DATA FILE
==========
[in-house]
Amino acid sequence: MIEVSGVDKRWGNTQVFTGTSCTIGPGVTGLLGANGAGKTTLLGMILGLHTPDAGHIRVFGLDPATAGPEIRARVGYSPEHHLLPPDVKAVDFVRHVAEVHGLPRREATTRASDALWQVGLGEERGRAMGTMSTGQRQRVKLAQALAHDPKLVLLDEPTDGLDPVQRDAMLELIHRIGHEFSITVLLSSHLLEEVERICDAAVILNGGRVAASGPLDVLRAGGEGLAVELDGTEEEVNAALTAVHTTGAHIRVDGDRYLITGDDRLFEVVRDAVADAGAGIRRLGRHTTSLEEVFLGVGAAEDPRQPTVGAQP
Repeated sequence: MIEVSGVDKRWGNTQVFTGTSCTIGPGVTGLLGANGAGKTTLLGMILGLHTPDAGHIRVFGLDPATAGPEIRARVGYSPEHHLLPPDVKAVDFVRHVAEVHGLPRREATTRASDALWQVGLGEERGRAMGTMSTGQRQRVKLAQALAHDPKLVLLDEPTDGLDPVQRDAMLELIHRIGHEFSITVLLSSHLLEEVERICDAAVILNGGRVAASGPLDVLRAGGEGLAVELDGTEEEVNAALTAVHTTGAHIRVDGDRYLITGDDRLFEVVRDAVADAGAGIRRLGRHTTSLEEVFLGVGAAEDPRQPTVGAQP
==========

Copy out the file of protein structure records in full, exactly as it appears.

[in-house]
Amino acid sequence: MIEVSGVDKRWGNTQVFTGTSCTIGPGVTGLLGANGAGKTTLLGMILGLHTPDAGHIRVFGLDPATAGPEIRARVGYSPEHHLLPPDVKAVDFVRHVAEVHGLPRREATTRASDALWQVGLGEERGRAMGTMSTGQRQRVKLAQALAHDPKLVLLDEPTDGLDPVQRDAMLELIHRIGHEFSITVLLSSHLLEEVERICDAAVILNGGRVAASGPLDVLRAGGEGLAVELDGTEEEVNAALTAVHTTGAHIRVDGDRYLITGDDRLFEVVRDAVADAGAGIRRLGRHTTSLEEVFLGVGAAEDPRQPTVGAQP
Repeated sequence: MIEVSGVDKRWGNTQVFTGTSCTIGPGVTGLLGANGAGKTTLLGMILGLHTPDAGHIRVFGLDPATAGPEIRARVGYSPEHHLLPPDVKAVDFVRHVAEVHGLPRREATTRASDALWQVGLGEERGRAMGTMSTGQRQRVKLAQALAHDPKLVLLDEPTDGLDPVQRDAMLELIHRIGHEFSITVLLSSHLLEEVERICDAAVILNGGRVAASGPLDVLRAGGEGLAVELDGTEEEVNAALTAVHTTGAHIRVDGDRYLITGDDRLFEVVRDAVADAGAGIRRLGRHTTSLEEVFLGVGAAEDPRQPTVGAQP